Additionally, although the murder took place on July 31, 2012, only at his court hearing on February 21 did public attention focus on Ali Salim, 44, a medical doctor born in Pakistan and living in New Albany, Ohio, who is accused of raping and killing nine months’ pregnant Deanna Ballman, 23, by injecting her with a lethal dose of heroin. He is charged with two counts of murder (Ballman and her unborn baby) as well as rape, felonious assault, corrupting another with drugs, kidnapping, tampering with evidence and abuse of a corpse.
Because the media, law enforcement, and elected officials are so reluctant to give out information about the attackers’ religion, much less their motives, it’s basically impossible to tell from the outside if they represent a wave of jihadi attacks by Islamists or are just a bunch of criminals who happen to be Muslim, or a bit of both. The most the media will concede is that in the Ibrahim case “privately some wonder if it had something to do with the victims’ [Christian] religion.” When will journalists, police, and politicians end their efforts to hide key information that the public needs and deserves?
Cairo sex attack victims reveal horrors of Tahrir Square gangs
February 22, 2013
By Maria Caspani
By Maria Caspani
The accounts of women sexually assaulted during protests in Egypt’s Tahrir Square are horrific not just for their sheer brutality but for the apparent level of organisation among huge gangs of assailants.
The degree of premeditation was revealed this week when state-run Ahram Online reported shocking details of mob assaults in the Cairo square where the country’s uprising began two years ago.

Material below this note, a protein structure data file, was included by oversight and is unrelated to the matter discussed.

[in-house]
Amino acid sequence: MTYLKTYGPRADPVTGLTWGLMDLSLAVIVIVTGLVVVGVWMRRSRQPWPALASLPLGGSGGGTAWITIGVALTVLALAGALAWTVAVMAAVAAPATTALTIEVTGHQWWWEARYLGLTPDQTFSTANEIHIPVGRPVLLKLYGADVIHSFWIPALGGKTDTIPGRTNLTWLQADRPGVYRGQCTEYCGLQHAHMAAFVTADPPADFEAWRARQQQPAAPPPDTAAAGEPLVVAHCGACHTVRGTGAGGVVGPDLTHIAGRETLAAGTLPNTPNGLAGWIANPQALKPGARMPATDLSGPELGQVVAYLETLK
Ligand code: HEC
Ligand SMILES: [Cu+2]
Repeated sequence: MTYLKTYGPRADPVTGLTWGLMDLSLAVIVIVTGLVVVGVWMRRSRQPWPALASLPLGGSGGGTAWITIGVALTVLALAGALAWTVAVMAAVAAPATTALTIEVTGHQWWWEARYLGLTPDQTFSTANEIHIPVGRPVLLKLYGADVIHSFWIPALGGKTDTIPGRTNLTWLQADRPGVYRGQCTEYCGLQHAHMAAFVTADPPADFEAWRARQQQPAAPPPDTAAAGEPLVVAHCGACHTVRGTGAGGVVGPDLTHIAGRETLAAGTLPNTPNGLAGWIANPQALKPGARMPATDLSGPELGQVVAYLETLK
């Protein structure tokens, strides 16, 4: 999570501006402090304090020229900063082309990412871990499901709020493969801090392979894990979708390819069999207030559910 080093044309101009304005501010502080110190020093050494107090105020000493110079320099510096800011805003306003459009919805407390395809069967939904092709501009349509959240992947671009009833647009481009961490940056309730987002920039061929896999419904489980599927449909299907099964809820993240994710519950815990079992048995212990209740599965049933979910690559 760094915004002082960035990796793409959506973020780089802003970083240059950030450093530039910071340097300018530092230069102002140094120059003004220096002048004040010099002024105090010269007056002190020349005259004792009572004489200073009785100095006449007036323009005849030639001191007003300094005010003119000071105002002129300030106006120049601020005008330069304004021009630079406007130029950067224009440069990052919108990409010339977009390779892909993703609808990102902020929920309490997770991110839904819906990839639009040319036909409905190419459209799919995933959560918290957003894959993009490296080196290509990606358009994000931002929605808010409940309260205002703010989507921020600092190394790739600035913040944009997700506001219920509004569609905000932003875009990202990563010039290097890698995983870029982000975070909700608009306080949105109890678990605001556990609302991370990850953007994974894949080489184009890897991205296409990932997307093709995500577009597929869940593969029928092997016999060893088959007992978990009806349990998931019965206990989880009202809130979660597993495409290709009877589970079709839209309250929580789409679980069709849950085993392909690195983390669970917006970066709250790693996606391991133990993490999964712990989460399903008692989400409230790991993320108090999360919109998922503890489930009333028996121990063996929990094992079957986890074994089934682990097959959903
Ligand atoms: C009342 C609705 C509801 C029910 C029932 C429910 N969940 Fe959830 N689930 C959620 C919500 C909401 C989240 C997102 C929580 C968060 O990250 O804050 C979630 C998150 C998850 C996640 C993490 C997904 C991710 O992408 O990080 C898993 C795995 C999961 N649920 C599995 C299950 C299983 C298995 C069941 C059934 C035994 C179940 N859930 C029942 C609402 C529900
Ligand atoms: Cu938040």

“All I remember is hands all over my body, grabbing under the layers of pullovers I was wearing, touching my breasts, opening my bra,” Ahram Online quotes an unidentified woman as saying.
“More hands on my back and legs, my trousers being pulled down … my empty hand tried to pull my trousers back up when I felt fingers inside my butt and shortly after in my vagina,” said the woman who reported her attack to the activist group OpAntiSH.
Finger-rapes appear to be common during attacks on women protesters in Cairo.
They are part of a recurrent pattern the Egyptian news site called the “circle of hell”. A mob of 200 or more men forms two lines and advances through the square, in search of one or two isolated women.
Once the “preys” have been singled out, the group surrounds them, locking them inside a three-line human circle.
“The men in the circle immediately surrounding the woman begin to strip the girl, the second circle includes men who claim that they are helping the girl (while) the third circle try to distract the people in the square from what is happening,” Hatem Tallima, an activist and member of the Revolutionary Socialists organisation, told Ahram Online.
As the mob gets bigger and messier, the assailants mingle with men who are genuinely trying to rescue the woman. This is meant to confuse the victim so that she can’t distinguish between who is trying to harm her and who is trying to help her.
Since the Egyptian revolution erupted on Jan 25, 2010, episodes like this have become fairly common during demonstrations and public gatherings in and around Tahrir Square, the most iconic symbol of the uprising, according to Ahram Online.
OpAntiSh, which sends activists into the square to rescue victims of sexual assaults, is one of several organisations born since the revolution– sometimes saving their lives.
It reported that, during the Jan 25 demonstrations, women were attacked with blades, some were bitten, and one woman was raped with a knife.
Hundreds marched in Cairo and outside Egyptian embassies in several countries last week to protest against sexual harassment and violence against women in Egypt. Women also gathered on Wednesday outside the office of the prosecutor general in Alexandria to protest against misogynist comments made by some high profile figures, according to the online Daily News Egypt.